A letter to the group. Participants each write a letter, addressed to the rest of the group. This letter can take various forms. It can be in the first person, introducing oneself (i.e. "my name is -------, I am -------, etc.), almost as though you were giving a reference for another person. In fact, this is probably better than the first person approach, as it gives practice at viewing yourself objectively, which is in itself a useful self-development process.
When the letters have been written each participant can read it out to the group. Alternatively, the trainer can collect them in and read them out, omitting the person's name. Or letters can be shuffled and dealt back at random; each person then reads out the one they now have, omitting the name. Members then have to guess who wrote which letter. (This might be a useful exercise after the group has met for a day or two, so that people have had a chance to get to know something about each other.)
Significant development events. This involves each participant recalling a number of developmental events from their lives, and then analysing them as described in chapter 1 (figure 2). When they have done this, they share their information and discuss it, either in pairs or groups of three. This discussion will require at least an hour.
Further discussion can then take place in the whole group.
At all times it must be stressed that each member is free to share as much or as little as they like of what they have written. There must be no compulsion to reveal more than they want to.
Blind walk. This exercise aims to develop trust by physical means. Members form pairs. One of each pair closes his or her eyes (or is blindfolded), whilst the partner leads him or her by the hand, going for a walk, either indoors or outdoors. The guides have to ensure that the unseeing persons come to no harm. Further, they can make the walk more interesting by getting the "blind" ones to touch various objects (e.g. furniture, plants, trees, soil, cups, liquids, other people.)
After about five minutes, the pairs swap over, so that the previous guide is now "blind".
After the second walk, the group reconvenes and discusses the experience.
3. Sense of purpose
This phase is concerned with trying to sort out more clearly what it is that members hope to gain from the overall experience.
It is important to recognise that individual aims are very likely to change as time goes on. New aims may emerge, or old ones may be seen differently.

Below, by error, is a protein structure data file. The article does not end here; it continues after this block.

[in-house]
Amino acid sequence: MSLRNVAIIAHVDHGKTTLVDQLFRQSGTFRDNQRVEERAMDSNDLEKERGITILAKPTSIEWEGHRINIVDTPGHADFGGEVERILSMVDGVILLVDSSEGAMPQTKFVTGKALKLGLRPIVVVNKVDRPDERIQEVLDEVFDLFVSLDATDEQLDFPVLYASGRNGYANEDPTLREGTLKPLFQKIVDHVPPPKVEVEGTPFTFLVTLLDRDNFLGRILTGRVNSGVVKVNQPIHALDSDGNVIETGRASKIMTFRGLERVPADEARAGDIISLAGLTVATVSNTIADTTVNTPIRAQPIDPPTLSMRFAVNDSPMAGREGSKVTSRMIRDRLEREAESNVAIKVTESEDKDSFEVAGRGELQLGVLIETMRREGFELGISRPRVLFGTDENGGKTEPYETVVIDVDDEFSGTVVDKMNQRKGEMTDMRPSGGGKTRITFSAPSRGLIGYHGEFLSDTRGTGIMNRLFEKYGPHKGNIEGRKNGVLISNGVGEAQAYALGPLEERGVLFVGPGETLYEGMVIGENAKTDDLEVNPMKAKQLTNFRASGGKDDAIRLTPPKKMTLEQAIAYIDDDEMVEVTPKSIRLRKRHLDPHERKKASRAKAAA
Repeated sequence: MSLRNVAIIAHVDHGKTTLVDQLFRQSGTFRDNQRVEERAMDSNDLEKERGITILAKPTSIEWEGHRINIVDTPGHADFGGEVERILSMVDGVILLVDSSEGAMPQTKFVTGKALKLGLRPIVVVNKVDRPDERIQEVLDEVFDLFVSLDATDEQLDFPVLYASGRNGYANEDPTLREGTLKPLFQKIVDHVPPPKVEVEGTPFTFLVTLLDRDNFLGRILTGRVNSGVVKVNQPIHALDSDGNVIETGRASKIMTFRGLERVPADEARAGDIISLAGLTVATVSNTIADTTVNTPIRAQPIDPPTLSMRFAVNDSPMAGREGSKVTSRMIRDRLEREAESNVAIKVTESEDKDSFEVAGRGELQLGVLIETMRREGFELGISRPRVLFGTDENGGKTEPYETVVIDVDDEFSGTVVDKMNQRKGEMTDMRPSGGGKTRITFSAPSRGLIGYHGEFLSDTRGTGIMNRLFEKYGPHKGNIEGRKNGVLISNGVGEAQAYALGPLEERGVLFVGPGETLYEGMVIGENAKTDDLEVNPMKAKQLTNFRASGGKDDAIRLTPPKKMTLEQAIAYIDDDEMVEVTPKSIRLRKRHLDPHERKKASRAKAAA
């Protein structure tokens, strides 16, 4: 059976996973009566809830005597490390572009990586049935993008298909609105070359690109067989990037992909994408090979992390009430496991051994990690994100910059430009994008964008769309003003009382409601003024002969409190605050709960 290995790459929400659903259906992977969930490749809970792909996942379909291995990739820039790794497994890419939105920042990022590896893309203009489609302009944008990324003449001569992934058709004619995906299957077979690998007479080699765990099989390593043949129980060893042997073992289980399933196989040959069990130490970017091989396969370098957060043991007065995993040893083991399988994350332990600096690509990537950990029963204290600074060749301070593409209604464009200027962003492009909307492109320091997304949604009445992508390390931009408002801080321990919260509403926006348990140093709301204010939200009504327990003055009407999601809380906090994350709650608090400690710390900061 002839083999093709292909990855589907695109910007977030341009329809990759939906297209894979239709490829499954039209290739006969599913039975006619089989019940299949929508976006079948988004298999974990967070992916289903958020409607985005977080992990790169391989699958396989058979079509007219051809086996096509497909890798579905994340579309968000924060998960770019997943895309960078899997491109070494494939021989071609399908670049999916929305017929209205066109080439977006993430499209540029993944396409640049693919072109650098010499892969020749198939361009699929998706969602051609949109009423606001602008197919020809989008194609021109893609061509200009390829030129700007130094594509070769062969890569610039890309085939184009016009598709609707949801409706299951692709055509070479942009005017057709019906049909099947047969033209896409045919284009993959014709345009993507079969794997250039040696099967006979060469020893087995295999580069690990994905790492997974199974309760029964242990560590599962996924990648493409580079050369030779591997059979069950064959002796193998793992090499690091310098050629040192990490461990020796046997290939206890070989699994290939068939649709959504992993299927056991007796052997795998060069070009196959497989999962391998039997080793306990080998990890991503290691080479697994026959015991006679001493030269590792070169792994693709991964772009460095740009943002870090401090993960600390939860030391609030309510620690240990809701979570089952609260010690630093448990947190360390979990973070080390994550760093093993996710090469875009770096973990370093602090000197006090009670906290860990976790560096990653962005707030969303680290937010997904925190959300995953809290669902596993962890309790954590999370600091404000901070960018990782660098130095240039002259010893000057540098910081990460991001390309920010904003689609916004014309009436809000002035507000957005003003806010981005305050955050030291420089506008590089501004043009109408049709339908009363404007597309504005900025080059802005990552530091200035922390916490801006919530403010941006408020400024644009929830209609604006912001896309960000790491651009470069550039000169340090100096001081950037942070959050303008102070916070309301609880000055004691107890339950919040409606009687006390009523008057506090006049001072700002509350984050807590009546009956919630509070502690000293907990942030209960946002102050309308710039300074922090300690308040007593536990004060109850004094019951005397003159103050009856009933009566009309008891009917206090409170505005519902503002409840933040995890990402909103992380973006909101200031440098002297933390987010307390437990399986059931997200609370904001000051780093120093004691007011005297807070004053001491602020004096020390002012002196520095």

So, like all the other phases, although this one might start as "third thing to do", it should also be looked on as a continuous process.
Bearing that in mind, three methods of homing in on purposes and aims are described below.
Self-assessment techniques. Any of the self-assessment techniques from chapter 2 can be used. The questionnaires can be answered individually (perhaps in the time between meetings) and then the answers shared and discussed. Alternatively, the open-ended type questionnaires, based on the qualities of an effective manager, and on the effects of self-development (appendix 3) lend themselves to being answered in pairs, although this would take quite a long time.
A letter to the group. Similar to method (b) in the previous section ("trust"). In this case, the letter should include reasons for the person being there; why he or she thinks that the group will help their self-development, what they hope to achieve, and what they are prepared to contribute.
This last point is important; it is always useful to remind members that they are likely to get more out of the group if they are prepared to put more into it.
Who am I, why am I here? Although this looks quite a simple method, it can be quite confronting and threatening.
The trainer announces that he or she is going to put a series of questions on the blackboard or flip-chart.
You then write up the first question, which is:
"Who am I?"
Members write down their answer on a piece of paper. Then you put up (or read out) the second one:
"Why am I here?"
Again, time for answers. Then question three:
"Who am I?"
This will probably cause quite a surprise! Do not answer any of their questions, or make any comments.
Question four is:
"Why am I here?"
"Who am I?"
"Why am I here?"
And so on. Usually about four pairs of questions (i.e. eight in all) is enough. You then discuss the answers, either in the whole group, or in pairs, or small subgroups.
You will normally find that the answers started with names and then general statements about "I am here to develop myself". By the time the fourth or fifth pair of questions has been answered, much more specific purposes are coming out.
Be careful, though. Some people do not like this exercise at all. It is important to help them, rather than punish them.
Paintings and collage. This is another slightly "unusual" way of getting into members' aims. Unlike the others, it does not rely on words and one's powers of verbal self-expression.
Members are given a large sheet of paper and asked to illustrate themselves (a) as they are now and (b) as they would like to be. This illustration can be in the form of a painting (for which you will need paints, of course, and brushes, water, mixing pots; alternatively, you can use crayons) or a collage.